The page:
In this video, Dr. Guy Eakin, Vice President of Scientific Affairs for BrightFocus Foundation, discusses the top five questions you should ask your doctor regarding your glaucoma diagnosis.
Dr. Guy Eakin: Glaucoma is a group of eye diseases that leads to damage of the optic nerve, which can then lead to vision loss and possibly blindness. More than three million Americans age 40 and over have glaucoma. By 2050 it's estimated that this number will double to six million. Take an active role in managing your health care by having an open conversation with your eye doctor.
Write down your questions ahead of time and don't leave the office without understanding medical recommendations for your condition, your doctor responsibilities and your responsibilities. Here are the top five questions to ask your doctor regarding your glaucoma diagnosis.
What kind of glaucoma do I have?
There are many types of glaucoma and the treatment recommendations will vary depending on the form that you have. Your doctor can review the pros and cons of your treatment options so that you can make an informed decision.
Can you demonstrate for me how to properly use the medication eyedrops?
Eyedrops are very common treatment for glaucoma, but they aren't always easy to administer. Your doctor can provide tips for how to properly use eyedrops so that they are most effective and side effects are reduced.
What kinds of side effects can result from taking glaucoma medications?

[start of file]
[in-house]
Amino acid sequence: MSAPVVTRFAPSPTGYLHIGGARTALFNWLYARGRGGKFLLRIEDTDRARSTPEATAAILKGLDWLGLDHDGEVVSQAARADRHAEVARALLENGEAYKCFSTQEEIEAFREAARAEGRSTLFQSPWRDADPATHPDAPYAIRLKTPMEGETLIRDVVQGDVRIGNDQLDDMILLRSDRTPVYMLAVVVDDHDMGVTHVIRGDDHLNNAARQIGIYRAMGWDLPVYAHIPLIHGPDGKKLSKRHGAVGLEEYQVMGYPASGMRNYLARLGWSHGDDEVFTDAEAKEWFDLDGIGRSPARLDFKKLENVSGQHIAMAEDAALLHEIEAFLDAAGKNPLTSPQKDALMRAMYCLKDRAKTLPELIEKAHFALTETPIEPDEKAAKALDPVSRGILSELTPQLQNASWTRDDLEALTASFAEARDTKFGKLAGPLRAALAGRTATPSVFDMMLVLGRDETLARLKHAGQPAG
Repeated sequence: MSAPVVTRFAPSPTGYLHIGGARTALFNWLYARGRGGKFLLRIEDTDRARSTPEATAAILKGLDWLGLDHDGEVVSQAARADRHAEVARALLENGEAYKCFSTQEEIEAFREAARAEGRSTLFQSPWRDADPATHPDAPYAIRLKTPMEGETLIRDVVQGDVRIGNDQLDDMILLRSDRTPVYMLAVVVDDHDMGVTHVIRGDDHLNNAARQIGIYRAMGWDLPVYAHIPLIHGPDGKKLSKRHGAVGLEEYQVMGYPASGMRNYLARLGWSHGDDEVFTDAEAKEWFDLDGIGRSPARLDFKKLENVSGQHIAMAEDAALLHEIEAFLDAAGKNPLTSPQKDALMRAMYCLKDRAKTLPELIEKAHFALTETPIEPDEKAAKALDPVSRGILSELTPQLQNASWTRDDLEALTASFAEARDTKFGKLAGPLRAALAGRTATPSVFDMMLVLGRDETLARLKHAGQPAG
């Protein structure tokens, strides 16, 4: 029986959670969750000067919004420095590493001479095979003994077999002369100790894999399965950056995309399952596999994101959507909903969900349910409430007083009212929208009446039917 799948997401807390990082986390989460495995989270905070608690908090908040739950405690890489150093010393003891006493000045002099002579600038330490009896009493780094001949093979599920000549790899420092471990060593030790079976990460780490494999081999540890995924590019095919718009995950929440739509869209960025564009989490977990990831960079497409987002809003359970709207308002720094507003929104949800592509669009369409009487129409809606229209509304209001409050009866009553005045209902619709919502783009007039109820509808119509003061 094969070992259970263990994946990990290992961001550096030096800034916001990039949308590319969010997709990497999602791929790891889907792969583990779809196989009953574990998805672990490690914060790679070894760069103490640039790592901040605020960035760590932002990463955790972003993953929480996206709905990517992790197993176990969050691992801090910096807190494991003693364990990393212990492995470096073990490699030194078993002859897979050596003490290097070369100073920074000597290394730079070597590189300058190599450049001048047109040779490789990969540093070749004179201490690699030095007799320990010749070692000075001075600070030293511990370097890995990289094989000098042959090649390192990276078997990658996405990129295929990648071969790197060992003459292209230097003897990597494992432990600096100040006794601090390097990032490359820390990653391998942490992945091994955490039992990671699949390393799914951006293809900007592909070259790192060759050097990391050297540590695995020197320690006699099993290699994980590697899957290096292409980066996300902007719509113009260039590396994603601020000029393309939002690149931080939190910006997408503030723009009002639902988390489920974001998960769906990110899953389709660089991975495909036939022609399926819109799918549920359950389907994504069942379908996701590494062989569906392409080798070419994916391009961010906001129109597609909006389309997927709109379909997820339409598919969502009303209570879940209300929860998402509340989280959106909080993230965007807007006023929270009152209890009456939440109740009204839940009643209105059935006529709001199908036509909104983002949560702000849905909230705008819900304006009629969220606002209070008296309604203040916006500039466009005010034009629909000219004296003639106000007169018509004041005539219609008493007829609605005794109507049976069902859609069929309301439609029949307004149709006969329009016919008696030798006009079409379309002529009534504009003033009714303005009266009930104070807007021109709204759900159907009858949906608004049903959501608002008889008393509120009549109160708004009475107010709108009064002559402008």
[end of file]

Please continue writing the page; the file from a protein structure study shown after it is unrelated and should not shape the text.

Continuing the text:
Side effects vary by medications so it's important to speak with your doctor about your specific drug options and how they may react with other medications or supplements that you are taking.
Should I be taking any special precautions at home?
Talk with your doctor about tips to improve lighting and suggestions that can make the home safer and more operational. There are also options for visual aids to help with daily activities.
Are you aware of any new information or research concerning glaucoma?
New research is focused on lowering pressure inside the eye and finding medications to protect and preserve the optic nerve from damage that causes vision loss. Scientists are also investigating the role of genetics in glaucoma and over the last few years their understanding of this factor has really progressed.
Be sure to ask your doctor if he or she believes you would be a good candidate for any upcoming clinical trials. So with your next scheduled eye appointment be sure to ask your doctor these questions and take control of your glaucoma today.
This content was last updated on: Wednesday, April 16, 2014